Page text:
Last updated on August 15, 2021

Photo Credit: INTERPOL

Cyber threats are constantly evolving in order to take advantage of online behaviour and trends. The COVID-19 outbreak is no exception.

Cybercriminals are attacking the computer networks and systems of individuals, businesses and even global organizations at a time when cyber defenses might be lowered due to the shift of focus to the health crisis.

Types of cyberattacks

Malicious domains

There is a considerable number of registered domains on the Internet that contain the terms: “coronavirus”, “corona-virus”, “covid19” and “covid-19”.

While some are legitimate, there are websites created by cybercriminals which form thousands of new sites every day to carry out spam campaigns, phishing or spreading malware.


Cybercriminals are taking advantage of the widespread global communications on the coronavirus to mask their activities. Malware, spyware. Moreover Trojans have been found embedded in interactive coronavirus maps and websites. Spam emails are also tricking users to click on links which download malware to their computers or mobile devices.


Hospitals, medical centers and public institutions are being targeted by cybercriminals for ransomware attacks – since they are overwhelmed with the health crisis and cannot afford to be locked out of their systems, criminals believe they are likely to pay the ransom.

Ransomware can enter their systems through emails containing infected links or attachments, compromised employee credentials, or by exploiting a vulnerability in the system.

Recommendations and prevention tips

With an increasing number of countries encouraging citizens to stay, learn or work from home, now is the moment to focus on cybersecurity, whether it’s for yourself or your workplace.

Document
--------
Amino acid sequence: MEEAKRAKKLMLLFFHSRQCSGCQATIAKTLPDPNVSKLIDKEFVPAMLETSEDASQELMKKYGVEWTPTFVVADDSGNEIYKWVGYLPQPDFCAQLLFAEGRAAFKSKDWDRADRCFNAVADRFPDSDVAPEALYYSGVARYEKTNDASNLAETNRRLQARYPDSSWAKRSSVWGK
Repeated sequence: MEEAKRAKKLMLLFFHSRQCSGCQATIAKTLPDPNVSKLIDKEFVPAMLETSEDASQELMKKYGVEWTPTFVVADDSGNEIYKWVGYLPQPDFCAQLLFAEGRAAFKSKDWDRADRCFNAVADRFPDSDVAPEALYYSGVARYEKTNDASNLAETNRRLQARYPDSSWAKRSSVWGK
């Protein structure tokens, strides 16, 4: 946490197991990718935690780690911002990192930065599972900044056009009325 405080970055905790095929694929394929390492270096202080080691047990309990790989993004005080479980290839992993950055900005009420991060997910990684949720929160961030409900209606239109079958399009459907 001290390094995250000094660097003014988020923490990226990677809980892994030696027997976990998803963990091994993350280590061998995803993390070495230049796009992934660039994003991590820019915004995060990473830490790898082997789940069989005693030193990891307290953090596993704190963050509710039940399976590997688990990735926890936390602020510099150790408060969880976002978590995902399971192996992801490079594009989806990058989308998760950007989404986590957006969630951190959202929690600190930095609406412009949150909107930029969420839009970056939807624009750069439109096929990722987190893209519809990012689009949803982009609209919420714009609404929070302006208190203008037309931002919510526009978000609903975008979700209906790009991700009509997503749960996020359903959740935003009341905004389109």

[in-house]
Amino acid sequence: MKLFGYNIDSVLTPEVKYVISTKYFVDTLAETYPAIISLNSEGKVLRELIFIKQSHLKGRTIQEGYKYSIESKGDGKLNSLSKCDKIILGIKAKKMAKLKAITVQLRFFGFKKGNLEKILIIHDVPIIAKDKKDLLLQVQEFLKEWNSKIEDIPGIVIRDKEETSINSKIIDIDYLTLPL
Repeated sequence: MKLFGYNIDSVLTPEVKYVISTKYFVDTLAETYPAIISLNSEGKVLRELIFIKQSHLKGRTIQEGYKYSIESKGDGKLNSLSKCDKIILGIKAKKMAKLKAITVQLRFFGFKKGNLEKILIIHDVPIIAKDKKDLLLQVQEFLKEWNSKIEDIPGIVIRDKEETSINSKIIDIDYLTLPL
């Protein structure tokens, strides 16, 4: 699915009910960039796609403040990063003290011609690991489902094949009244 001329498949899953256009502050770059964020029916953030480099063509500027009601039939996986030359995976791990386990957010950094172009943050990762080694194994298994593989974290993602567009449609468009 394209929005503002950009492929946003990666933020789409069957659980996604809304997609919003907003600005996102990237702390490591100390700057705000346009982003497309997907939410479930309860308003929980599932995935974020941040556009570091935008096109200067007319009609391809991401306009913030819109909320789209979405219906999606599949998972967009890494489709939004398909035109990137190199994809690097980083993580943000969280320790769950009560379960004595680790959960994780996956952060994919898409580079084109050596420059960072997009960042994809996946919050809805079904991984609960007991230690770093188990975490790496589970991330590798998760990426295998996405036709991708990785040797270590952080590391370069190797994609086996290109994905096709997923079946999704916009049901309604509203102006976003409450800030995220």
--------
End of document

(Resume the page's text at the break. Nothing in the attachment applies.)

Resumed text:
Keep your information safe

  • Back up all your important files, and store them independently from your system (e.g. in the cloud, on an external drive);
  • Always verify you are on a company’s legitimate website before entering login details or sensitive information.

Check your software and systems

  • Ensure you have the latest anti-virus software installed on your computer and mobile devices;
  • Secure to thwart threats via spam;
  • Strengthen your home network;
  • Secure system administrations vulnerabilities that attackers could abuse;
  • Disable third-party or outdated components that could be used as entry points;
  • Download mobile applications or any other software from trusted platforms only;
  • Perform regular health scans on your computers or mobile devices.

Be vigilant

  • Talk to your family −including children − about how to stay safe online ;
  • Regularly check and update the privacy settings on your social media accounts;
  • Update your passwords and ensure that they are strong (a mix of uppercase, lowercase, numbers and special characters);
  • Do not click on links or open attachments in emails which you were not expecting to receive, or come from an unknown sender.

As always, if you believe you are the victim of a crime, alert your local police.